From Researching Virtual Initiatives in Education
Nagorno-Karabakh is a landlocked region in the South Caucasus, lying between Lower Karabakh and Zangezur and covering the southeastern range of the Lesser Caucasus mountains. The region is mostly mountainous and forested and has an area of 8,223 square kilometres (3,175 sq mi).
Most of the region is governed by the Nagorno-Karabakh Republic, an unrecognized, de facto independent state established on the basis of the Nagorno-Karabakh Autonomous Oblast within the Azerbaijan SSR of the Soviet Union.
The territory is internationally recognized as part of Azerbaijan, but this has not exercised power over most of the region since 1991. Since the end of the Nagorno-Karabakh War in 1994, representatives of the governments of Armenia and Azerbaijan have been holding peace talks mediated by the OSCE Minsk Group on the region's status - so far these are inconclusive.
In March 2007, the government announced that the population of Nagorno-Karabakh had grown to 138,000. In 1989 it had a population of 192,000. The population at that time was 76% Armenian and 23% Azerbaijanis, with Russian and Kurdish minorities. In 2001, the reported population was 95% Armenian, with the remaining total including Assyrians, Greeks, and Kurds..
It has a total area of 4,400 square kilometers (1,699 sq mi) and is an enclave surrounded entirely by Azerbaijan; its nearest point to Armenia is across the Lachin corridor, roughly 4 kilometers across.
The capital is Stepanakert (known in Azerbaijan as Xankəndi, Khankendi). Its other major city, today lying partially in ruins, is Shushi (known in Azerbaijan as Shusha).
The borders of Nagorno-Karabakh resemble a kidney bean with the indentation on the east side. It has tall mountain ridges along the northern edge and along the west and a mountainous south. The part near the indentation of the kidney bean itself is a relatively flat valley, with the two edges of the bean, the provinces of Martakert and Martuni, having flat lands as well. Other flatter valleys exist around the Sarsang reservoir, Hadrut, and the south. Much of Nagorno-Karabakh is forested, especially the mountains.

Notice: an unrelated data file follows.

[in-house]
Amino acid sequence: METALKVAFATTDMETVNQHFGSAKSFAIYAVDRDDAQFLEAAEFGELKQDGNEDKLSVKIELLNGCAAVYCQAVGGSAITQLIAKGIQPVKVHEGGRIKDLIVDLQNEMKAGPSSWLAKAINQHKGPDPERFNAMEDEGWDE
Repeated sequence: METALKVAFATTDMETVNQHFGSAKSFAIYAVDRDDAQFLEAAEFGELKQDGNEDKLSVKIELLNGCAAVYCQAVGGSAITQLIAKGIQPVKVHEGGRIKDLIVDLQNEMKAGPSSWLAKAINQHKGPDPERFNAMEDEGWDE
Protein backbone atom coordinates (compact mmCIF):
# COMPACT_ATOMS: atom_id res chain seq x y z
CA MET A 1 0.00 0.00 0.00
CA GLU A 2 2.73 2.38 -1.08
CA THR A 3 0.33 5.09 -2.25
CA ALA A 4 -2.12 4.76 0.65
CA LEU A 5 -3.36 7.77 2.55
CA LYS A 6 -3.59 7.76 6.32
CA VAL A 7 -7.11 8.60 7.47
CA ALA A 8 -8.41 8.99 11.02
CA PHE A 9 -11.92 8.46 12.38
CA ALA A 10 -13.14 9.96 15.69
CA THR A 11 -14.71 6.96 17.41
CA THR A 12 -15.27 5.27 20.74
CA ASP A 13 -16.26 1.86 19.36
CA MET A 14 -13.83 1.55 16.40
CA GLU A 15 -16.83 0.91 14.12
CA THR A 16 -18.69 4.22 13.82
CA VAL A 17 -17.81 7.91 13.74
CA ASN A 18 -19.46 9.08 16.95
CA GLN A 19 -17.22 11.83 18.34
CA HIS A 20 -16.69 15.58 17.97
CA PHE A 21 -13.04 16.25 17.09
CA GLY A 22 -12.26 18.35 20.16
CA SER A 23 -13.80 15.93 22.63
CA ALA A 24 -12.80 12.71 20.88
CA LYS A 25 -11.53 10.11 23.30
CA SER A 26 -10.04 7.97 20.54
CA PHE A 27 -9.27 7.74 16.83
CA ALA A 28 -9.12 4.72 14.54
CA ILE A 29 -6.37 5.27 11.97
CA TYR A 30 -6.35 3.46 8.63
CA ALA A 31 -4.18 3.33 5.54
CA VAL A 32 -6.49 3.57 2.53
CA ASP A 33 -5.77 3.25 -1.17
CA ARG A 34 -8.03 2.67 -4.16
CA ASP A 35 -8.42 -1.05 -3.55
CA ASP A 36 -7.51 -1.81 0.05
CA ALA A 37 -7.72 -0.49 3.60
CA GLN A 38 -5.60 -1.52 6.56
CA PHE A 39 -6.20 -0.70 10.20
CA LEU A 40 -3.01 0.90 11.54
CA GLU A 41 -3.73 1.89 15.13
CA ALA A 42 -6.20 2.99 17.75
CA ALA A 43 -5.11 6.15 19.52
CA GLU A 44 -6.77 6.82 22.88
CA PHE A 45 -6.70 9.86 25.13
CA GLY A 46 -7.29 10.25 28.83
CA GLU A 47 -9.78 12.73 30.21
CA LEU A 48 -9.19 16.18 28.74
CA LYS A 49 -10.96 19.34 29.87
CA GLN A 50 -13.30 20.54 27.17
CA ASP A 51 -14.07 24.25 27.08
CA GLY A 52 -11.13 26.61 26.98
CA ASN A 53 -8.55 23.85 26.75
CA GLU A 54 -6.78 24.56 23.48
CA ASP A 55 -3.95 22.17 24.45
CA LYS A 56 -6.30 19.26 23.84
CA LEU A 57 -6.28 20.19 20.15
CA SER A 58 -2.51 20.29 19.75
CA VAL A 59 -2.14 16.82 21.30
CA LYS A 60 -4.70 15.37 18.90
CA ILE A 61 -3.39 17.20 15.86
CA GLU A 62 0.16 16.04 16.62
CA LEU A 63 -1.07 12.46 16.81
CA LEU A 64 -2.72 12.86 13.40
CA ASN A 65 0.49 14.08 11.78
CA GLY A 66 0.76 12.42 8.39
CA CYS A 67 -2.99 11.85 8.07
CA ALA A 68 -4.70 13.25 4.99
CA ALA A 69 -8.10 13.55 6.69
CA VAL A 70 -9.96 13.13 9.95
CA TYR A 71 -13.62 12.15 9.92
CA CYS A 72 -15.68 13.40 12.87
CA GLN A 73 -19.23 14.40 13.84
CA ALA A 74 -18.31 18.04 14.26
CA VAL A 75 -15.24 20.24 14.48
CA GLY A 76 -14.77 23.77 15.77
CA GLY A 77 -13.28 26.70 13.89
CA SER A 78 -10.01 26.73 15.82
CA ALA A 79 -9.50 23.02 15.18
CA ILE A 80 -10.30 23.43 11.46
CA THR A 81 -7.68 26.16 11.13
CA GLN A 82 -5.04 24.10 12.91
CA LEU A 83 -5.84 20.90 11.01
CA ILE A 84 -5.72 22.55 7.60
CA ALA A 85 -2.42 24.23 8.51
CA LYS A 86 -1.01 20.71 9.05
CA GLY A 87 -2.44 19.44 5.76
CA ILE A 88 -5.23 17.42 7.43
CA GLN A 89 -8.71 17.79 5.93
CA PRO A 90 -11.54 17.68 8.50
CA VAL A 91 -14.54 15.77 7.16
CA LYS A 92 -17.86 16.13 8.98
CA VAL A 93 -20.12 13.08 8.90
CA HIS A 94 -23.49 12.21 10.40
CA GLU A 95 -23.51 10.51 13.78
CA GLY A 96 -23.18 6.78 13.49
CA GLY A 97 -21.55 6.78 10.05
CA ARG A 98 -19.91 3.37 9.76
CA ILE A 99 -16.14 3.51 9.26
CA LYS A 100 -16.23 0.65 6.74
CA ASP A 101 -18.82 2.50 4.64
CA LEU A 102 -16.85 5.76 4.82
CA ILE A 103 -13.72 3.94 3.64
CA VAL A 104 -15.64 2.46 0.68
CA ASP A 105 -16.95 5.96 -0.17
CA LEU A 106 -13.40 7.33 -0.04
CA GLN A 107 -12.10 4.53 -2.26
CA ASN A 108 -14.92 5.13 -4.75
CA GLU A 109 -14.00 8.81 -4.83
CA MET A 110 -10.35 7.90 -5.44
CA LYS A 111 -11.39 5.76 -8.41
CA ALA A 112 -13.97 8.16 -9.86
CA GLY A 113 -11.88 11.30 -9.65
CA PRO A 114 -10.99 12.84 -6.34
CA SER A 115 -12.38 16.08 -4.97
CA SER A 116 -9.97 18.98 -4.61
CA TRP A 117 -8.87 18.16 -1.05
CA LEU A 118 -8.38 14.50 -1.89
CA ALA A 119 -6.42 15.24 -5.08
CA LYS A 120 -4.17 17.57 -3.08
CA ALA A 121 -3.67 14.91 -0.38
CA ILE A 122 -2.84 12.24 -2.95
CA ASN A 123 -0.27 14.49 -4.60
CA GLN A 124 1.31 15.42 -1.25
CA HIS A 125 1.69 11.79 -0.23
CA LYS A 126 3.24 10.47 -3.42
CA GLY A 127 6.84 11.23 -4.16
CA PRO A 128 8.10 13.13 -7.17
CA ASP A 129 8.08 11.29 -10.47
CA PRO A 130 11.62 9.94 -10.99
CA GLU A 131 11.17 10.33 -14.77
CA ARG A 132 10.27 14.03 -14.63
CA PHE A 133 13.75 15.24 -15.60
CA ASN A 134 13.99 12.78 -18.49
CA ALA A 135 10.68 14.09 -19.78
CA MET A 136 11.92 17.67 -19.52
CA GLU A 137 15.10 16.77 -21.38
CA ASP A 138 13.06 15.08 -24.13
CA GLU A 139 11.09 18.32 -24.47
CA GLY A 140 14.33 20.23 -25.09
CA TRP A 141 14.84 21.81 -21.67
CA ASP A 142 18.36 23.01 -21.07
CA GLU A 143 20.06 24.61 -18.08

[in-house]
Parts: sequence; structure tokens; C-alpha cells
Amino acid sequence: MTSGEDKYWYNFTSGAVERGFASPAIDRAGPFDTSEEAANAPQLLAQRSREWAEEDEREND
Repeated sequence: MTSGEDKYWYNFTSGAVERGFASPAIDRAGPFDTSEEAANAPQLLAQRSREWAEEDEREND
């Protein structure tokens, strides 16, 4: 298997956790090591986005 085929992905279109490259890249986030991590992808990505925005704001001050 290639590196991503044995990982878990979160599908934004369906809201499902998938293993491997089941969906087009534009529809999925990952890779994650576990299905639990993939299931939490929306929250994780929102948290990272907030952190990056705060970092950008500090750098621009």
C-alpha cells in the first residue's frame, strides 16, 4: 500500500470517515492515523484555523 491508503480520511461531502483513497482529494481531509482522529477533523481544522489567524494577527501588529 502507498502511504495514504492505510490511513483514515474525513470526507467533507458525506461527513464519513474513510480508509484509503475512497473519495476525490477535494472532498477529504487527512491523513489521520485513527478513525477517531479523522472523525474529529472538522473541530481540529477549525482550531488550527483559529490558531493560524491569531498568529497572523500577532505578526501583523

Most of the Armenian population is Christian and belongs to the Armenian Apostolic Church. Certain Orthodox Christian and Evangelical Christian denominations also exist.
Nagorno (Нагорный) is a Russian word meaning "highland". The word is not used in Armenian or Azerbaijani, but was used in the official name of the region under the Soviet Union. Due to this, it is the most commonly known name, though many languages also use their own word for mountainous or upper or highland; for example, the official name used by the Nagorno-Karabakh Republic in France is Haut-Karabakh, meaning "upper Karabakh".
The word Karabakh is generally held to originate from Turkic and Persian, and literally means "black garden". The name first appears in Georgian and Persian sources of the 13th and 14th centuries. Karabagh is an acceptable alternate spelling of Karabakh, and also denotes a kind of patterned rug originally produced in the area.